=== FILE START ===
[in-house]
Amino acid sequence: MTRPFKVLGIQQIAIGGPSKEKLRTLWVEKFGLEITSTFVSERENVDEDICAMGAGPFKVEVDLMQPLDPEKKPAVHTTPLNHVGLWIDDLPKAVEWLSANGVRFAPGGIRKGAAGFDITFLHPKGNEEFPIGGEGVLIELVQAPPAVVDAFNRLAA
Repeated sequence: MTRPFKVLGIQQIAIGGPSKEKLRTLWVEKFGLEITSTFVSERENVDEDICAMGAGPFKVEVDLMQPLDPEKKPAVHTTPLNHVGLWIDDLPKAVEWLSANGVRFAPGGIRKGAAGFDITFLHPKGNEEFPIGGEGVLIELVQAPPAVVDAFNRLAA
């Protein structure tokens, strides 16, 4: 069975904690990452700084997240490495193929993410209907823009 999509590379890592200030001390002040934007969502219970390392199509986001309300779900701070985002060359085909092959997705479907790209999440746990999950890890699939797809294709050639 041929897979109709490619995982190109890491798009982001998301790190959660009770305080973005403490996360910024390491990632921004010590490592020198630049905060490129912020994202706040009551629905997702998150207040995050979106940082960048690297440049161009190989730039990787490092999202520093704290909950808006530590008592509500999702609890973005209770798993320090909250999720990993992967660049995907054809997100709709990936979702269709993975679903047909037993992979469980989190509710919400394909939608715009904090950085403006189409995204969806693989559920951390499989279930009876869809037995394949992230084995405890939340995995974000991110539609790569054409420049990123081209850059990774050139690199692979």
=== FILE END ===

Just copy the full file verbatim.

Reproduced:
[in-house]
Amino acid sequence: MTRPFKVLGIQQIAIGGPSKEKLRTLWVEKFGLEITSTFVSERENVDEDICAMGAGPFKVEVDLMQPLDPEKKPAVHTTPLNHVGLWIDDLPKAVEWLSANGVRFAPGGIRKGAAGFDITFLHPKGNEEFPIGGEGVLIELVQAPPAVVDAFNRLAA
Repeated sequence: MTRPFKVLGIQQIAIGGPSKEKLRTLWVEKFGLEITSTFVSERENVDEDICAMGAGPFKVEVDLMQPLDPEKKPAVHTTPLNHVGLWIDDLPKAVEWLSANGVRFAPGGIRKGAAGFDITFLHPKGNEEFPIGGEGVLIELVQAPPAVVDAFNRLAA
């Protein structure tokens, strides 16, 4: 069975904690990452700084997240490495193929993410209907823009 999509590379890592200030001390002040934007969502219970390392199509986001309300779900701070985002060359085909092959997705479907790209999440746990999950890890699939797809294709050639 041929897979109709490619995982190109890491798009982001998301790190959660009770305080973005403490996360910024390491990632921004010590490592020198630049905060490129912020994202706040009551629905997702998150207040995050979106940082960048690297440049161009190989730039990787490092999202520093704290909950808006530590008592509500999702609890973005209770798993320090909250999720990993992967660049995907054809997100709709990936979702269709993975679903047909037993992979469980989190509710919400394909939608715009904090950085403006189409995204969806693989559920951390499989279930009876869809037995394949992230084995405890939340995995974000991110539609790569054409420049990123081209850059990774050139690199692979």